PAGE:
Reverse engineering

Open Source .NET: Platform-Independent .NET Application Development with MONO – part one

May 14, 2013 by Ajay Yadav


Over the years, the Linux operating system has become more popular among the developer community due to a significant cost advantage over proprietary platforms. The present problem with .NET centric applications is that they typically don’t run on Non-Microsoft operating systems such as UNIX, Mac and various Linux distributions. To overcome such limitations, Microsoft created the Mono project. This enables you to leverage .NET application and Visual Studio skills in Non-Microsoft Operating systems. This article introduces you the cross-platform C# and .NET development using an open source implementation of .NET using Mono.


First, you need to configure your workstation for Mono centric application development. To do so, download and install the following software

  • Mono 2.10.x GTK for .NET (
  • Mono tools
  • MonoDevelop IDE (Xamarin Studio)
  • One of the following Operating Systems (Windows 7, 8 ,2008 server, Vista)
  • Mono server (optional)
  • VMware or Virtual PC
  • Either OS in VMware OS – [OpenSUSE, Linux, Fedora ,Mac]
  • SQL Server 2008 (optional)


Mono platform is an open-source implementation of Microsoft that allows the developer to execute .NET centric applications on other platforms such Mac or Linux. Using such open source implementations of .NET, you can create, compile, and execute .NET assemblies on operating systems other than the Microsoft platform.

Surprisingly, Mono also provides an installation package for Windows operating systems. Thus, it is possible to build and execute .NET assemblies on Windows without ever installing the Visual studio IDE or .NET Framework SDK. Hence, under Mono, you can build real time, production-ready assemblies that use Windows Forms, LINQ, XML web services, ADO.NET and ASP.NET by taking an advantage of existing core CLR namespaces.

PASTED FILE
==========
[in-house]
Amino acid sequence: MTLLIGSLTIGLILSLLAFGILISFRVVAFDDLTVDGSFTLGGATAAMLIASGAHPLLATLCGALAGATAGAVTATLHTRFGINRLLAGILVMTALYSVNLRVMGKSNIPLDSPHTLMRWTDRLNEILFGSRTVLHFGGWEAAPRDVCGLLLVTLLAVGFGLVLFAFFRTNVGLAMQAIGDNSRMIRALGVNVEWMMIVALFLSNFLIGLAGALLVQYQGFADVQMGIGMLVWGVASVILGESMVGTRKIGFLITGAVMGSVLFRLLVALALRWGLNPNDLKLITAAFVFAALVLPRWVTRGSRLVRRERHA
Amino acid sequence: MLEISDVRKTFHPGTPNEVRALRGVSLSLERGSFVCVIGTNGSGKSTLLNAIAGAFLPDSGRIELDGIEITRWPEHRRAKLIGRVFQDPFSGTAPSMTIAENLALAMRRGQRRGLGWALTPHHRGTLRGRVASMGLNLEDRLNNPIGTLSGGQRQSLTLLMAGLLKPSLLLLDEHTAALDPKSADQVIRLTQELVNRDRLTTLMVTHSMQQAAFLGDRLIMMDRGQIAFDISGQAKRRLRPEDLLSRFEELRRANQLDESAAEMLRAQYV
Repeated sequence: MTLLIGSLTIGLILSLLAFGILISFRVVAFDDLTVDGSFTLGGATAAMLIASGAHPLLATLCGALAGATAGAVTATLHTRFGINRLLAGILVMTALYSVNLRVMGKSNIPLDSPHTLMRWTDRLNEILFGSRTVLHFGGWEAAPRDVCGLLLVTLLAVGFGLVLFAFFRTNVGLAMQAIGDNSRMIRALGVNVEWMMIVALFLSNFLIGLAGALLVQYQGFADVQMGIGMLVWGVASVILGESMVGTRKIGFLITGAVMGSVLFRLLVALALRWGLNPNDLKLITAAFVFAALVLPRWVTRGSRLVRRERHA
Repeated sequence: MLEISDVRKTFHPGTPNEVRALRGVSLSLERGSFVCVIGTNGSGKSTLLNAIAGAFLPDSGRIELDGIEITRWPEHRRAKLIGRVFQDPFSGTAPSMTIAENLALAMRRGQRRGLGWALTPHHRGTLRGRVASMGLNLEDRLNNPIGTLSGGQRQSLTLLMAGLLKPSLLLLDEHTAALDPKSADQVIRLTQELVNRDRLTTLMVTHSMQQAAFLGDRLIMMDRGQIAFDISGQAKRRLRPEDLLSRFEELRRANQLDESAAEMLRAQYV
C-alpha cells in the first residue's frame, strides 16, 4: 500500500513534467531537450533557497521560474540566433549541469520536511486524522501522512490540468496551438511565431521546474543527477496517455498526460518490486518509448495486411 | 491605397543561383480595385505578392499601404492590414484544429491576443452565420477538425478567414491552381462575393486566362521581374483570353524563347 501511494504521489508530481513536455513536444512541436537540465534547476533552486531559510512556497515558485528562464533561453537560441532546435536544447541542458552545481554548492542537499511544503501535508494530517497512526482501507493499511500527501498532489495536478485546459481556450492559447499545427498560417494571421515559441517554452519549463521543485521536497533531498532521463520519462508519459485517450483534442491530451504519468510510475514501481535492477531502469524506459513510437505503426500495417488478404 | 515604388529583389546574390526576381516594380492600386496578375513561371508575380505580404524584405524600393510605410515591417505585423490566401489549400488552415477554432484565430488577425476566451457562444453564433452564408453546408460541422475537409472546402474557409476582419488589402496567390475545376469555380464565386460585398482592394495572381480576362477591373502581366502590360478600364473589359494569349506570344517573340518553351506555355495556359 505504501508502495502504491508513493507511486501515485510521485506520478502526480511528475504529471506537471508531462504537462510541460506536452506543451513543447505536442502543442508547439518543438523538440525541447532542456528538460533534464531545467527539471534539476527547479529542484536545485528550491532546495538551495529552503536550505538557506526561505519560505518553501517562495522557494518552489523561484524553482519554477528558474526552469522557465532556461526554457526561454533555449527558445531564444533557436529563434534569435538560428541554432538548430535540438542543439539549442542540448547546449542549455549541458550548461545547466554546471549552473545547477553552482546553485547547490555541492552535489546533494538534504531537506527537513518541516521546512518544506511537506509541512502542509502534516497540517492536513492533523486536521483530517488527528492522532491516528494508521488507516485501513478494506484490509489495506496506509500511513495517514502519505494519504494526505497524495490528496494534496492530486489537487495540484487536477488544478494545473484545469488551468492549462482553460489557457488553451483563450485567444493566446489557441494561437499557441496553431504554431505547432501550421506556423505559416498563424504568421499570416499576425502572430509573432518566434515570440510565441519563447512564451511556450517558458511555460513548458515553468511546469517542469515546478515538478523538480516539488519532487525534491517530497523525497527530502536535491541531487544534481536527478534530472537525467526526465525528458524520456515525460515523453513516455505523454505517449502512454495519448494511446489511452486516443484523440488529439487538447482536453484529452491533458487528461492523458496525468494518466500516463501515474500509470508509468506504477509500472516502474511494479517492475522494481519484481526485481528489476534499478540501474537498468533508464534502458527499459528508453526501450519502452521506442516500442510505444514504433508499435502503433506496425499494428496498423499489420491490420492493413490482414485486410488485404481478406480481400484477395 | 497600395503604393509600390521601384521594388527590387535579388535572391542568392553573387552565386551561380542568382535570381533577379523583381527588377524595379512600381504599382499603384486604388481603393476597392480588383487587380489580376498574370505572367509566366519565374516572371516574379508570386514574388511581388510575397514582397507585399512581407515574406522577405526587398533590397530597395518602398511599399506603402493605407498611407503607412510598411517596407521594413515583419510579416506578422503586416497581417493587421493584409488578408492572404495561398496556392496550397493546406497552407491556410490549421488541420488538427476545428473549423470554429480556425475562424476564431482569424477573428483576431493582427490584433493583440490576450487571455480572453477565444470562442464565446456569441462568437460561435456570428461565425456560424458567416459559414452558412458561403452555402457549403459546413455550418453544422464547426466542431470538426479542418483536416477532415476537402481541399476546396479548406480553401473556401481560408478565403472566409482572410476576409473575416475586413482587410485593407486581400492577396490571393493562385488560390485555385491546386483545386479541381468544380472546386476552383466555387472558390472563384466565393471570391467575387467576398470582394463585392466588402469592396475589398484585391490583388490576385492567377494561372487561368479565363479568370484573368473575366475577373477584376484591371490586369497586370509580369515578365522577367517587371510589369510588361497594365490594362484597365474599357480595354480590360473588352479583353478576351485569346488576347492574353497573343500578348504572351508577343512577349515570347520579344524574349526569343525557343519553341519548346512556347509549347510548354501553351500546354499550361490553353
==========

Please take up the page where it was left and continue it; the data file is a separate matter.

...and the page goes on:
The .NET cross-platform interoperability capabilities implementation approaches are different. Unlike java, Microsoft doesn’t provide .NET installer for Mac and other Linux operating systems. Microsoft has documented the formal specifications (referred to as CLI implementations) of interoperability so that other operating systems distributions can use them as a roadmap for .NET application building on various platforms.

At present, Mono is compatible with the .NET 2.0, C# 2008 and later, which implies you can build Windows Forms Applications, ASP.NET website. Mono applications are currently unable to uses WCF, WPF, WWF APIs. In addition, Mono also provides an open source distribution of Silverlight API named Moonlight. The browser runs under Linux can host and run Silverlight web applications.

The final point of interest about the Mono features sets is that it supports numerous programming languages’ compilers as follows:

Compilers Supported Languages
Vbnc Visual Basic.NET
Mcs C#.NET
Ilasm Mono CIL
Booc Mono Boo

Mono Workstation Installation

Go to the Mono website and locate the download tab. Here, you can download a variety of installers for specific platform such as Windows, Mac, and Linux. This article is talking about the open source nature of .NET so we choose Windows platform and select Gtk# for .NET as follows:

Once you finish with the setup program, by default Mono is installed under Program FilesMono-version. You run the vast variety of Mono development tools from command line. To test whether the Mono is installed properly or not, just run the following command in the in-built command prompt of Mono as:

When you install Mono, you will not be provided the GUI to test the application code. However, this doesn’t mean that you can’t build or test your applications from command prompt because alike .NET framework various tools such csc.exe or vbc.exe. We can still test the mono applications with its in-built command prompt. But programmer considers it very complicated to test the application via command prompt, so we can download the Mono Developer IDE such as Xamarin Studio to ease the way of developer.

After installing the Xamarin Studio IDE, it will look alike Visual Studio IDE where we can develop variety of solutions, such as ASP.NET, console based and Android apps by choosing C# or languages.

Mono Tools

Mono ships with various development tools that are functionally equivalent to .NET SDK tools. The following table lists the associated tools, such as:

Mono Utility Description
Gacutil It interacts with global assembly cache.
Ilasm The CIL disammembler.